En EspaŅol

Q. Who is Mr. Smarty Plants?

A: There are those who suspect Wildflower Center volunteers are the culpable and capable culprits. Yet, others think staff members play some, albeit small, role. You can torture us with your plant questions, but we will never reveal the Green Guru's secret identity.

Help us grow by giving to the Plant Database Fund or by becoming a member

Did you know you can access the Native Plant Information Network with your web-enabled smartphone?

Share

Ask Mr. Smarty Plants

Ask Mr. Smarty Plants is a free service provided by the staff and volunteers at the Lady Bird Johnson Wildflower Center.

Search Smarty Plants
    
 
See a list of all Smarty Plants questions
Can't find the answer in our existing FAQs, submit a question to Mr. Smarty Plants.
Need help with plant identification, visit the plant identification page.
 
rate this answer
Not Yet Rated

Tuesday - July 23, 2013

From: Rochester, NY
Region: Northeast
Topic: Pests
Title: Bug repelling plants from Rochester NY
Answered by: Barbara Medford

QUESTION:

I live in Western NY (zone 6?) and have a shady area where I hang my swing, but it's so buggy under the tree I can't use it! The soil is very dry, rocky. Is there a plant/shrub that I can grow there to repel insects?

ANSWER:

Frankly, it's not the plants that attract or repel insects; it's the conditions favorable for insects that are most often the problem. Usually we are asked for mosquito repelling plants. Here is a previous Mr. Smarty Plants answer that addresses that. It is from Austin, in Central Texas, which is somewhat dfferent from Monroe County, NY but the principle is the same. Another previous answer from North Carolina indicates one possible source of insects in your area. One more which deals with reputed mosquito-repelling plants.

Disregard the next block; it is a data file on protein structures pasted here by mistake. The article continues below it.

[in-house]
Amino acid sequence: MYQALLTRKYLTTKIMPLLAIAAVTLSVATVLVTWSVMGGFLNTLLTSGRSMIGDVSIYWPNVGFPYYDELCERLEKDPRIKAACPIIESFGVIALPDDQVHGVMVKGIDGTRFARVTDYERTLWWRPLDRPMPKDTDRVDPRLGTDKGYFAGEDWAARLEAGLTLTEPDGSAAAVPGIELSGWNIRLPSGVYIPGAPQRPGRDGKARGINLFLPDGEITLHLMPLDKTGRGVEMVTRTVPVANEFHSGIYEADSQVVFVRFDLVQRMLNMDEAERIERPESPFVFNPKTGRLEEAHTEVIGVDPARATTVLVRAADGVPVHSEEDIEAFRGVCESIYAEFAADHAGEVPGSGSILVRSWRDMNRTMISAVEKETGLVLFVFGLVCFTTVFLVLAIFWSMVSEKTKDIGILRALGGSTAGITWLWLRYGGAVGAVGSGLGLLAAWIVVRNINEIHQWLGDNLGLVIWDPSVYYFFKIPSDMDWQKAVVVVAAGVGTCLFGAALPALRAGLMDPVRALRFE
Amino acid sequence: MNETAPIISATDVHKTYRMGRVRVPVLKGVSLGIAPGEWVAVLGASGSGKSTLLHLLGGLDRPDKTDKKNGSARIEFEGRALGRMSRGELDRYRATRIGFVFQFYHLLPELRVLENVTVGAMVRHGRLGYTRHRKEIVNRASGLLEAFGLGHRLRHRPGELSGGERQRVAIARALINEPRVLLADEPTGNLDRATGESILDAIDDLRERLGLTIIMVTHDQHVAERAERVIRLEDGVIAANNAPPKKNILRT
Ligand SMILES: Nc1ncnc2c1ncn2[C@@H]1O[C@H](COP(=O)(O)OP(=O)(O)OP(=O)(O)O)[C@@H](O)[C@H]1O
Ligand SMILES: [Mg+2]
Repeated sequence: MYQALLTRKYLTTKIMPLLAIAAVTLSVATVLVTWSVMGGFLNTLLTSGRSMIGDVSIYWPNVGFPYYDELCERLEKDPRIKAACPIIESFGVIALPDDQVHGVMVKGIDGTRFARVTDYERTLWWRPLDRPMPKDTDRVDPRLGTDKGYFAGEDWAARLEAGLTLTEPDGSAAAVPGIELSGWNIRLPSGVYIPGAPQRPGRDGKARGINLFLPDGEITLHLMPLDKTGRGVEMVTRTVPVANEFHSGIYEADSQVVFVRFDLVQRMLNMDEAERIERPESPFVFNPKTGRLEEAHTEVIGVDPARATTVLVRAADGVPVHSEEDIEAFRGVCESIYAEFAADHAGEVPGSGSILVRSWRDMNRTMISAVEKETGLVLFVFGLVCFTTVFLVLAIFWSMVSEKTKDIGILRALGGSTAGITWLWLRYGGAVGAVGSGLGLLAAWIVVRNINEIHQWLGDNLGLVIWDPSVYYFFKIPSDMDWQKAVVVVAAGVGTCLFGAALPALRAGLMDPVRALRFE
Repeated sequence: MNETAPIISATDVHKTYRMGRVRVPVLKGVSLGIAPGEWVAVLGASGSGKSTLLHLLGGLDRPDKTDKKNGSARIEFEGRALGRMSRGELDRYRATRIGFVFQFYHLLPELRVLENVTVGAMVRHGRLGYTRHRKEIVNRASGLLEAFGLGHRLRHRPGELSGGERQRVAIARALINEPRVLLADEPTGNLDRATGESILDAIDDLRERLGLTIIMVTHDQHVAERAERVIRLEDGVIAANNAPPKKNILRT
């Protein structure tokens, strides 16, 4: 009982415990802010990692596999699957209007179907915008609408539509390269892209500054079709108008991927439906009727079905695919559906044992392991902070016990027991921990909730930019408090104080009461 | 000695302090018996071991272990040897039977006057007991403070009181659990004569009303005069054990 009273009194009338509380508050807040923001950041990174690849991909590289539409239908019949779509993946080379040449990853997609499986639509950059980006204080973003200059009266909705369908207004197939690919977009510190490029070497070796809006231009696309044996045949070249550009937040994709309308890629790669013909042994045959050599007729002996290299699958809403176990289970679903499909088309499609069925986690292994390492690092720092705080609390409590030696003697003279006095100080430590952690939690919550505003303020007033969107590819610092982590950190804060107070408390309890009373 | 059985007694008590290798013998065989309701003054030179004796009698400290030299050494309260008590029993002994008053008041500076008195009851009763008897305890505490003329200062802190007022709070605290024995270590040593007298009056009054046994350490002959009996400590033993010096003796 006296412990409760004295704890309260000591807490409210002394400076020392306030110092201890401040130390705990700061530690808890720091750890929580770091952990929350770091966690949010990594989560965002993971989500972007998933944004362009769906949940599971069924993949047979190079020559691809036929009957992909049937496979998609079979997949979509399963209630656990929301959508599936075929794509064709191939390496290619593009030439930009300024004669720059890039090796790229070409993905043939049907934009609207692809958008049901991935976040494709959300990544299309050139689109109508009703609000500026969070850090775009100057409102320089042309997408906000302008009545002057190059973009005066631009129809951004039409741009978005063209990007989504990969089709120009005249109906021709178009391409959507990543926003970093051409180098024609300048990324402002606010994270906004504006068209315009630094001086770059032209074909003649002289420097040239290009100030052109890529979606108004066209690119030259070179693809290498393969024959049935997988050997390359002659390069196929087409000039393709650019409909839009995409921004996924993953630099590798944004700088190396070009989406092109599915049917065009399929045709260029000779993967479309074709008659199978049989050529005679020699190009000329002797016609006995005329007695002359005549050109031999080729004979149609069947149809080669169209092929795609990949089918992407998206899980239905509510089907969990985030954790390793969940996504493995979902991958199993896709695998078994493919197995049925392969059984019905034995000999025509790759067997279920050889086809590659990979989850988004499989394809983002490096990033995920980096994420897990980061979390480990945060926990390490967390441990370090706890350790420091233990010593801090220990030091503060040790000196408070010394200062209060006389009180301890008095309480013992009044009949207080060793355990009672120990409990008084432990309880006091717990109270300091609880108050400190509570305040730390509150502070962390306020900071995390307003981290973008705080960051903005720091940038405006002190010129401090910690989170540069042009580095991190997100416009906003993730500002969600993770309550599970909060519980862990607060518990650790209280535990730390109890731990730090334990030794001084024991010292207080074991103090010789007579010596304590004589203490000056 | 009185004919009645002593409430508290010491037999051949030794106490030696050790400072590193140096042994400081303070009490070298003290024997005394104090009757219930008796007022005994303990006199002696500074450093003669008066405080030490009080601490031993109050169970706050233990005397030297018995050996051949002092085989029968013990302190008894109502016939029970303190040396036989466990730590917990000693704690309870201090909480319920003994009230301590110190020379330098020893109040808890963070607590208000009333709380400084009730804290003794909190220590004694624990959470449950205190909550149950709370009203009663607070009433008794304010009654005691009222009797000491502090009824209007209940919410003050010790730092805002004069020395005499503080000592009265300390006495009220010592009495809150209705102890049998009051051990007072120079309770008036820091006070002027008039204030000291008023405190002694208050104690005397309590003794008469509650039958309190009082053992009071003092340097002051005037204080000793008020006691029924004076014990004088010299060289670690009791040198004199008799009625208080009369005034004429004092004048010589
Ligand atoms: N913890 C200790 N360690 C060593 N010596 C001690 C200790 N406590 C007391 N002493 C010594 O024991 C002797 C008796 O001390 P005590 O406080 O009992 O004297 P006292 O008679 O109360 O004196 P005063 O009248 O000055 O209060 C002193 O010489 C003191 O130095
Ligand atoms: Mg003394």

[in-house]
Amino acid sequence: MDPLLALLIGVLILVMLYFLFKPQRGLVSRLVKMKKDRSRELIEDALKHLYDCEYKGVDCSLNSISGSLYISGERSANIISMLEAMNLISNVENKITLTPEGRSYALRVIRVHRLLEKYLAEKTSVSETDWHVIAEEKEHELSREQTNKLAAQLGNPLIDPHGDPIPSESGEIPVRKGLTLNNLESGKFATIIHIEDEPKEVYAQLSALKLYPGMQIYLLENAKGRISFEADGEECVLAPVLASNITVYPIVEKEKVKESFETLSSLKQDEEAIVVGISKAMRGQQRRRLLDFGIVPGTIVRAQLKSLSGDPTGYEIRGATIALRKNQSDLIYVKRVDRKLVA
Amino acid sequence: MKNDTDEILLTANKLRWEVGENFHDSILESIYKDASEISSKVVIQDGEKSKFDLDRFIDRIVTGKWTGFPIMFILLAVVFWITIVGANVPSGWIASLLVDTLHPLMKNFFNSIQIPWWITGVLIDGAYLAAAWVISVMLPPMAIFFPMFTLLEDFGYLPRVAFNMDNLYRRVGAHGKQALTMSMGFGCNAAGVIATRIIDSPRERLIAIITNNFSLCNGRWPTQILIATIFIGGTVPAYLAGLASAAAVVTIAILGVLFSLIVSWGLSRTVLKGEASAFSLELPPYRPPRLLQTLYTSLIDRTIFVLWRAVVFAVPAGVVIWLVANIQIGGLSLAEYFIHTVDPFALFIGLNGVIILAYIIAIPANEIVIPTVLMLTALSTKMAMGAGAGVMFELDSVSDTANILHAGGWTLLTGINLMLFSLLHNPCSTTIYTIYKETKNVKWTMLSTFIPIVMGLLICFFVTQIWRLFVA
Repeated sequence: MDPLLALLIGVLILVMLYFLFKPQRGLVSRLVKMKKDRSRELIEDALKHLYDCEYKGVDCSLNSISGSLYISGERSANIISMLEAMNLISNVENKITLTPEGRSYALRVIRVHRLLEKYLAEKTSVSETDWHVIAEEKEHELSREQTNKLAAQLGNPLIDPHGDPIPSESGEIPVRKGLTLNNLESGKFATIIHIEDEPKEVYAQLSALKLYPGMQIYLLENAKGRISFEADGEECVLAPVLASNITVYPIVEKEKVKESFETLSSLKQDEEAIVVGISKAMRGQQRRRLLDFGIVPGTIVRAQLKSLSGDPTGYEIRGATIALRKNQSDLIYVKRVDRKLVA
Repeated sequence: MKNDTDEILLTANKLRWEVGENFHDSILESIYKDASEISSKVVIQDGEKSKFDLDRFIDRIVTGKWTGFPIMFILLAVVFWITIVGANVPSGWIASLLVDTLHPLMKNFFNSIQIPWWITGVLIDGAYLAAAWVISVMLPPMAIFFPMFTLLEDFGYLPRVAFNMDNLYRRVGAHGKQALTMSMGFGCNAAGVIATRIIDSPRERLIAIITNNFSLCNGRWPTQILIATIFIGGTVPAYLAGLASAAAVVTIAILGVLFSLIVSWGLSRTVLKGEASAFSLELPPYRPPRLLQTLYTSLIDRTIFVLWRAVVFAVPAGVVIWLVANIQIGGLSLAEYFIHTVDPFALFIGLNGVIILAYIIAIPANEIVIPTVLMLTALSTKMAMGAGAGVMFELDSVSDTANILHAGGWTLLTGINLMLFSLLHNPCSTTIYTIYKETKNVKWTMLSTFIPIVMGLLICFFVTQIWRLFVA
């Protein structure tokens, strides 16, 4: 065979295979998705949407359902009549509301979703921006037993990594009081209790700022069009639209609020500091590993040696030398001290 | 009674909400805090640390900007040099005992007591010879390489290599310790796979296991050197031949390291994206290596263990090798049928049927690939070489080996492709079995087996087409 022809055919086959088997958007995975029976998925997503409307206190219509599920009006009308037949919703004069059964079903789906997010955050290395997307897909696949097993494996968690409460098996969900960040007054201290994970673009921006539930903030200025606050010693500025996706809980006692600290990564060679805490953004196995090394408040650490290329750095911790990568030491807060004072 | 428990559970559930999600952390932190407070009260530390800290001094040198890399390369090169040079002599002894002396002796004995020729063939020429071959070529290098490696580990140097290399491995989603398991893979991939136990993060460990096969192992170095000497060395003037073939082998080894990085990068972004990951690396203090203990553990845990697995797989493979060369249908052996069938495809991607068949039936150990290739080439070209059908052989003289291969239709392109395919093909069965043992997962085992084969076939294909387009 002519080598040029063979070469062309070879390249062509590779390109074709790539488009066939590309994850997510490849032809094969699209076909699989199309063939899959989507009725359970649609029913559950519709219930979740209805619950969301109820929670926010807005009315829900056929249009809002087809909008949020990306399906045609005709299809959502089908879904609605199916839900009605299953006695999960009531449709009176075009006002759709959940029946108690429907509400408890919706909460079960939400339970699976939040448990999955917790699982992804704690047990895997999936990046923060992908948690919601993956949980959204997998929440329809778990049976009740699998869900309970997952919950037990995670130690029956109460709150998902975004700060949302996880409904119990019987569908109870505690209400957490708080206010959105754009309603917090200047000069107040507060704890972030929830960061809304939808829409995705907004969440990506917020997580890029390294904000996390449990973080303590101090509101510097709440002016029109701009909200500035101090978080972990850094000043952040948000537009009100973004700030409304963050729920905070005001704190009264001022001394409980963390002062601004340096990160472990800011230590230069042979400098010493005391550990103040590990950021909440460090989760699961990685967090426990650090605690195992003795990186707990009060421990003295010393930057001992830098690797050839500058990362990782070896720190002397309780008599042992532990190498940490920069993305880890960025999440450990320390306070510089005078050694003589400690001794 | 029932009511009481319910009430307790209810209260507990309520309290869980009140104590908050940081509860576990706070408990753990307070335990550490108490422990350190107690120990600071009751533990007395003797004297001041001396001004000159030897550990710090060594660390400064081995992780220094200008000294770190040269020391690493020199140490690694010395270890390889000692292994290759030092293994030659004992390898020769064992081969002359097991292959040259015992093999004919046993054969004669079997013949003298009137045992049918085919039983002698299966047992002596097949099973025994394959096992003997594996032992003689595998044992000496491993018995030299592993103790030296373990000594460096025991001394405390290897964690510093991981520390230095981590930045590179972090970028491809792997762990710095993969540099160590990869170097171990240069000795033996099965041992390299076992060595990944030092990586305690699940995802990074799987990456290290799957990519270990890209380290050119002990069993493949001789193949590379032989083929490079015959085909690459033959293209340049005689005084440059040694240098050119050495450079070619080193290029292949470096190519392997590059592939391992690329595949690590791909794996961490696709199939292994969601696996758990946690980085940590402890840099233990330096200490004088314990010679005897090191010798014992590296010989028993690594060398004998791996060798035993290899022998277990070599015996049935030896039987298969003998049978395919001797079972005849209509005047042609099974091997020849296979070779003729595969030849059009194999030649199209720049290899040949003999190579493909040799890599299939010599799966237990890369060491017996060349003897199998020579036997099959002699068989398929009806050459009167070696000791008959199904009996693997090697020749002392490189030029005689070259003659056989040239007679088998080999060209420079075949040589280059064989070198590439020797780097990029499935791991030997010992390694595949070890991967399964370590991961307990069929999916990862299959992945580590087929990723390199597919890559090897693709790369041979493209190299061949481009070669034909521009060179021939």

Now, all you said was "insects," so let's see if we can find some more answers dealing with other possibilities:

Bees

Bees in trees

Bees attracted by aphid honeydew

Flies

The Lady Bird Johnson Wildflower Center, home of Mr. Smarty Plants is dedicated to the growth, protection and propagation of plants native not only to North America but to the area in which those plants are being grown; in your case, Monroe County, NY. Since we are gardeners, not entomologists, this is somewhat out of our line of expertise, but are are pretty sure plants, native or not, are not the solution to your problem.

 

 

More Pests Questions

Century plant leaves falling over from San Antonio
April 10, 2013 - Have a large century plant about % feet tall. The leaves are falling over. Can you tell me what to do to avoid this.
view the full question and answer

Care of butternut trees (Juglans cinerea) with bumpy growths
June 12, 2007 - I have two small butternuts, around 3-4 feet. One has developed very 'bumpy' reddish growths on the leaves that are actually stunting their growth. What do you think it is and what can i do to sto...
view the full question and answer

Black bugs on yucca from Aledo TX
April 14, 2013 - We have flowering yuccas that have thousands of small black bugs that seem to be hurting the plant. They are not on any other foliage in our beds. What do I use to get rid of them??
view the full question and answer

Hibiscus plants being attacked by powdery mildew, or maybe mealy bugs in Austin, TX.
August 10, 2011 - I have three hibiscus plants planted outside about a foot apart from each other. The one that gets most of the sunlight is the worse off of the three. However, all three of them have white powdery stu...
view the full question and answer

Catalpa and maple with dying branches in Wisconsin
July 07, 2008 - We have a northern catalpa in our front yard. It's been there for about three years now and is probably 25' high. This year it appeared to be doing great. It flowered and then all of sudden last ...
view the full question and answer

Support the Wildflower Center by Donating Online or Becoming a Member today.
E-NEWSLETTER | BECOME A MEMBER | DONATE NOW | MEDIA | SITEMAP | STAFF
© 2016 Lady Bird Johnson Wildflower Center